Palazzo Corsini alla Lungara
As already mentioned in other articles, Trastevere is the largest district of Rome, so it’s no wonder that there are a lot of different places to visit in its territory.
Each of these places has a history and at least one reason to be visited and, little by little, we will present you with one of these in our articles.
In this article we present the Palazzo Corsini alla Lungara, a building that stands right in Trastevere, in the lower part of the large Villa Corsini and in front of the Villa Farnesina.
The history of Palazzo Corsini alla Lungara
The history of this building is very interesting. Historical sources report that it was built at the end of the 15th century by the Riario, the nephews of Pope Sixtus IV.
Little is known of its fate at least until 1659, the year in which it was inhabited by Queen Christina of Sweden.
In fact, his conversion to Catholicism and his stay in Rome dates back to that period.
The Queen was a woman of great culture and loved art so, after having made some changes to the building, she hosted the first meetings of what would later become the Accademia of Arcadia.
In 1689 the Queen died and the palace entered a quiet phase until 1736, when it was bought together with its garden by Cardinal Neri Maria Corsini, nephew of Clement XII.
He had the palace further restructured, entrusting this work to Ferdinando Fuga who, at the time, worked for the Pope at the Palazzo del Quirinale and the Palazzo della Consulta.
The architect Fuga transformed the palace into a luxuriant palace and giving it the look that we can admire even today.
But the history of the palace certainly does not end there. In fact, it returned to history when the Napoleonic occupation took place in Rome.
In that period, in fact, many French personalities lived in Rome and Palazzo Corsini alla Lungara became the home of Giuseppe Bonaparte, brother of the Emperor Napoleon Bonaparte while remaining in fact the property of the Corsini family.
Other events concerned this building in the following years.
On June 3, 1849, in the upper part of the villa (casino dei Quattro Venti), a bloody battle took place to defend the Roman Republic from the French, while in 1856 part of its gardens on the Gianicolo were joined to Villa Doria Pamphilj.
The latest historical information about Palazzo Corsini alla Lungara dates back to 1883, when Prince Tommaso junior Corsini sold the palace and what was contained in it to the Kingdom of Italy. At this time, Palazzo Corsini alla Lungara became the seat of the Reale Accademia dei Lincei and the Galleria D’Arte Antica.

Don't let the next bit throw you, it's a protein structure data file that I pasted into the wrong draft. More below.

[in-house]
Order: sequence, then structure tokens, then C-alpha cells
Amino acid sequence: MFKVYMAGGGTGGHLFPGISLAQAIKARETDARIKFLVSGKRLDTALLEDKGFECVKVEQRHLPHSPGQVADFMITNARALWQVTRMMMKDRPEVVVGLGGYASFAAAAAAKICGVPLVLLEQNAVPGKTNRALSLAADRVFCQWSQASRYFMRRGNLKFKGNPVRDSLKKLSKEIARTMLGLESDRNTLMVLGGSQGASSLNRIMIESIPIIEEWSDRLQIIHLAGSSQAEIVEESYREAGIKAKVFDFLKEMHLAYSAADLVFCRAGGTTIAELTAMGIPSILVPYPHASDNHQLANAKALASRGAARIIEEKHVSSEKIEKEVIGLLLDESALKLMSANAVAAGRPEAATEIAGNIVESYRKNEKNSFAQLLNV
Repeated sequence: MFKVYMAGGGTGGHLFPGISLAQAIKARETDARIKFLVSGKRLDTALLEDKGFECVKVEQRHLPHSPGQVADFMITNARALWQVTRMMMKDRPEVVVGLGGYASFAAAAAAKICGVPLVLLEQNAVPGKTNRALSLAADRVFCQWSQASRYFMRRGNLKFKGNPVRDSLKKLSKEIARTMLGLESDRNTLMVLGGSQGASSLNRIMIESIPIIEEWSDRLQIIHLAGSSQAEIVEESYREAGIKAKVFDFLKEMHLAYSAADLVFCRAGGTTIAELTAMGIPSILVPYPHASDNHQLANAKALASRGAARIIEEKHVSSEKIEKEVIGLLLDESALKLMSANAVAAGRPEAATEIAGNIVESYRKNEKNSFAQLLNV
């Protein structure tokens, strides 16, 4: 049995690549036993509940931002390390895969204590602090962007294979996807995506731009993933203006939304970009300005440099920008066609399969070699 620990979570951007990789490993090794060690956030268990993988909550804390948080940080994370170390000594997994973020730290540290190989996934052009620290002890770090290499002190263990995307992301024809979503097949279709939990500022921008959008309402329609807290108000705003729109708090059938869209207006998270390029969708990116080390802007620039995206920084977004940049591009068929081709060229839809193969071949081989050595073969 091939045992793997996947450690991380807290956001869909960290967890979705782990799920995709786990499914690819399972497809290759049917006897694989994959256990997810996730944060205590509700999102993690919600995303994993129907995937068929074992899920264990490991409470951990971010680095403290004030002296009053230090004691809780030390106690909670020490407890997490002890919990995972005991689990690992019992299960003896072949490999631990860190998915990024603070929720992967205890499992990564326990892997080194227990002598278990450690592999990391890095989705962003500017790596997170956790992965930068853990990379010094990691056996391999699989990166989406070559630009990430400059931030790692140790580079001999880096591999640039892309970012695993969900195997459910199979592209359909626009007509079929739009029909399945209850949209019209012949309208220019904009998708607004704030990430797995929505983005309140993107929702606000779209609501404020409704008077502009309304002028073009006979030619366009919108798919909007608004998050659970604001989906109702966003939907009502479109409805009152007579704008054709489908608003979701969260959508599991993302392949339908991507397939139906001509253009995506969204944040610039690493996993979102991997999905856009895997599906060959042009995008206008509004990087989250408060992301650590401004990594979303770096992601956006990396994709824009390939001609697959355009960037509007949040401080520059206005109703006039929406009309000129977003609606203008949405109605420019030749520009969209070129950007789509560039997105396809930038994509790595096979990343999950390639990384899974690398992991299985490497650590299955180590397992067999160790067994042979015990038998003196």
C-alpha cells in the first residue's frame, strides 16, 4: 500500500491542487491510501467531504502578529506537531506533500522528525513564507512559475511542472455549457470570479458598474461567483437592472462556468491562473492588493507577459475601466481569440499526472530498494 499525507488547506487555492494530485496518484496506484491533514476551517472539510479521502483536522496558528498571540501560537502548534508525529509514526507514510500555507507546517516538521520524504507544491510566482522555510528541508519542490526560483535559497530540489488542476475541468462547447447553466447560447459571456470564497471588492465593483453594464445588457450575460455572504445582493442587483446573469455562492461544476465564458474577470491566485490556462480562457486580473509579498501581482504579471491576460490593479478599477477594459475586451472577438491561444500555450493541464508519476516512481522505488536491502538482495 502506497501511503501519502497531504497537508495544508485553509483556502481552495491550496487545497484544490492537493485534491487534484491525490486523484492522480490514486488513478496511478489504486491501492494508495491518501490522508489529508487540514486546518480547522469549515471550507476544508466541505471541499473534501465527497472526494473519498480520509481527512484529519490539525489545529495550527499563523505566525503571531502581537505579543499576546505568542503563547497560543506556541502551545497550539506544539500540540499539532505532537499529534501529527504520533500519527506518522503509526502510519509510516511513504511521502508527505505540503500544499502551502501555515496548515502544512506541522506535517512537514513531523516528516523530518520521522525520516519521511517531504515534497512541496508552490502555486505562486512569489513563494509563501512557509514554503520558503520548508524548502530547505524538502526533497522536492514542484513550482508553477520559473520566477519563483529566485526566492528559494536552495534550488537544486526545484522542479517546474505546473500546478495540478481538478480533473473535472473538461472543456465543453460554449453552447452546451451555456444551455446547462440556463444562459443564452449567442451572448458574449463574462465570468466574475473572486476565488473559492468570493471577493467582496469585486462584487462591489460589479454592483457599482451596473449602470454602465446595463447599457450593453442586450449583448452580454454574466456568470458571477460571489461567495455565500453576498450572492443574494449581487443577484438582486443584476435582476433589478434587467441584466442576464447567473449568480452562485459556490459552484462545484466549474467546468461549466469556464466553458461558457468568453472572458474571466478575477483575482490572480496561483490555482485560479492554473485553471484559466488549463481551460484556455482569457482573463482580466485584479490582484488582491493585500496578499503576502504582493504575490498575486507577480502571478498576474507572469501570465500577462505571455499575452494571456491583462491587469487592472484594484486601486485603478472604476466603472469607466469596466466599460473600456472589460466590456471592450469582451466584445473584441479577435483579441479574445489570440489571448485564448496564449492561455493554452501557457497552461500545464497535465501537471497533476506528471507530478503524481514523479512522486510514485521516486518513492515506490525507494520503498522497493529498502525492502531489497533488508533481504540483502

Why visit Palazzo Corsini alla Lungara
There are many reasons to visit a palace like this, but in this article we are going to include three, the most important.
Galleria Nazionale D’Arte Antica Of Palazzo Corsini
La Galleria Nazionale D’Arte Antica in Palazzo Corsini is a museum that contains many works of Italian and Flemish painting from the 16th and 17th centuries.
Among the various paintings that you can find here you can admire some by Caravaggio, Rubens, Beatro Angelico but also by painters less known to the general public such as Murillo, van Dyck, Maratta and many others.
If you love art and painting, therefore, you cannot help but visit this art gallery. One of the most beautiful in Rome.
Biblioteca dell’Accademia Nazionale dei Lincei e Corsiniana
Founded in 1603, the Accademia dei Lincei is one of the oldest scientific institutions in all of Europe and its purpose is to be a meeting place in which to develop science.
Its name, Lincei, derives from the lynx, an animal that was thought to have keen eyesight.
Since this is the seat of the Academy in question, next to it stands its Library which houses several books both manuscript and printed and merges both the Corsini family’s book collection and that collected by the Academy itself.
If you like books and reading, you will not be able to resist the opportunity to visit this library.
The Orto Botanico di Roma
The Orto Botanico di Roma is part of the Department of Environmental Biology of the “La Sapienza” University of Rome and has a size of 12 hectares.
It has didactic and educational functions, but also of scientific research and hosts more than 3000 species of plants, including garden and vegetable plants, palm trees, aquatic plants, bamboos, ferns and many others.
Of particular interest are the rose garden and the Japanese garden designed by the architect Ken Nakajima.
If you love nature and you like to know and discover new plants, you cannot miss a visit to this magnificent botanical garden.
Other Useful Information about Palazzo Corsini
If you have decided to take a trip to Palazzo Corsini, here is some useful information to plan it in the best possible way.
Opening time: Every day from 8:30 to 19:30. Closed on Tuesday.
How to get there: The best way is by using the buses. Check the best one to take based on the area you are in by comparing local times.